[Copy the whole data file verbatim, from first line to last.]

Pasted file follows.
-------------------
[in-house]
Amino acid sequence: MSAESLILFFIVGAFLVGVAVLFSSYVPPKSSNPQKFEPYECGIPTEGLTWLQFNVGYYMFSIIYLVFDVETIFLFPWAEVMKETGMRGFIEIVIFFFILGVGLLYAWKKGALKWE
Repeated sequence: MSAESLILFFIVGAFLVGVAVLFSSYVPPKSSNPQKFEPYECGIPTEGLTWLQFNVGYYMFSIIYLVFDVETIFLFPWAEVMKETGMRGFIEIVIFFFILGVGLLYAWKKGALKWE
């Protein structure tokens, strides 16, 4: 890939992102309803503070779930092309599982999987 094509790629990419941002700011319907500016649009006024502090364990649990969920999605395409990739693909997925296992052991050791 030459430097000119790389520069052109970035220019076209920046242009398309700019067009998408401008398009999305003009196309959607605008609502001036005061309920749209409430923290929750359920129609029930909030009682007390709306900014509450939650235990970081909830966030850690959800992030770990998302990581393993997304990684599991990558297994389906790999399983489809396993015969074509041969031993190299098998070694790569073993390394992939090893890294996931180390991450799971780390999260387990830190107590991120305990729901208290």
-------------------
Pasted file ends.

[in-house]
Amino acid sequence: MSAESLILFFIVGAFLVGVAVLFSSYVPPKSSNPQKFEPYECGIPTEGLTWLQFNVGYYMFSIIYLVFDVETIFLFPWAEVMKETGMRGFIEIVIFFFILGVGLLYAWKKGALKWE
Repeated sequence: MSAESLILFFIVGAFLVGVAVLFSSYVPPKSSNPQKFEPYECGIPTEGLTWLQFNVGYYMFSIIYLVFDVETIFLFPWAEVMKETGMRGFIEIVIFFFILGVGLLYAWKKGALKWE
């Protein structure tokens, strides 16, 4: 890939992102309803503070779930092309599982999987 094509790629990419941002700011319907500016649009006024502090364990649990969920999605395409990739693909997925296992052991050791 030459430097000119790389520069052109970035220019076209920046242009398309700019067009998408401008398009999305003009196309959607605008609502001036005061309920749209409430923290929750359920129609029930909030009682007390709306900014509450939650235990970081909830966030850690959800992030770990998302990581393993997304990684599991990558297994389906790999399983489809396993015969074509041969031993190299098998070694790569073993390394992939090893890294996931180390991450799971780390999260387990830190107590991120305990729901208290």